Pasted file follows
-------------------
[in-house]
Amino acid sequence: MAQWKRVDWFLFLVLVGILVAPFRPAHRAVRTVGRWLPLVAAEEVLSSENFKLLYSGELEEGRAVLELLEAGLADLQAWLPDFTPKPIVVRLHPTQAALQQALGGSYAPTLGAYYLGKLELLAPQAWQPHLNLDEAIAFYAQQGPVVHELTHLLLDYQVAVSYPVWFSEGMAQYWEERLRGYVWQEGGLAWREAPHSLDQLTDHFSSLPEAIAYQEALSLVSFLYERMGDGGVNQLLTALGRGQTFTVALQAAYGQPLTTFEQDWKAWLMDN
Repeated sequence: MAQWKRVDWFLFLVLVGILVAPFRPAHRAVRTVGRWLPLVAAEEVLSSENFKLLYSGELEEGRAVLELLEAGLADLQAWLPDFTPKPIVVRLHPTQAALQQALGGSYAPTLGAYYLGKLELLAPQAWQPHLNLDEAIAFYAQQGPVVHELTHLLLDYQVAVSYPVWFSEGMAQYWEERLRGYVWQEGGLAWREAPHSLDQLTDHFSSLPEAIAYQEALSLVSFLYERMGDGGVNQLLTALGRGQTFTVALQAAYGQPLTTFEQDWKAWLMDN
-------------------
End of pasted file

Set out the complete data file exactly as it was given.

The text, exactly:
[in-house]
Amino acid sequence: MAQWKRVDWFLFLVLVGILVAPFRPAHRAVRTVGRWLPLVAAEEVLSSENFKLLYSGELEEGRAVLELLEAGLADLQAWLPDFTPKPIVVRLHPTQAALQQALGGSYAPTLGAYYLGKLELLAPQAWQPHLNLDEAIAFYAQQGPVVHELTHLLLDYQVAVSYPVWFSEGMAQYWEERLRGYVWQEGGLAWREAPHSLDQLTDHFSSLPEAIAYQEALSLVSFLYERMGDGGVNQLLTALGRGQTFTVALQAAYGQPLTTFEQDWKAWLMDN
Repeated sequence: MAQWKRVDWFLFLVLVGILVAPFRPAHRAVRTVGRWLPLVAAEEVLSSENFKLLYSGELEEGRAVLELLEAGLADLQAWLPDFTPKPIVVRLHPTQAALQQALGGSYAPTLGAYYLGKLELLAPQAWQPHLNLDEAIAFYAQQGPVVHELTHLLLDYQVAVSYPVWFSEGMAQYWEERLRGYVWQEGGLAWREAPHSLDQLTDHFSSLPEAIAYQEALSLVSFLYERMGDGGVNQLLTALGRGQTFTVALQAAYGQPLTTFEQDWKAWLMDN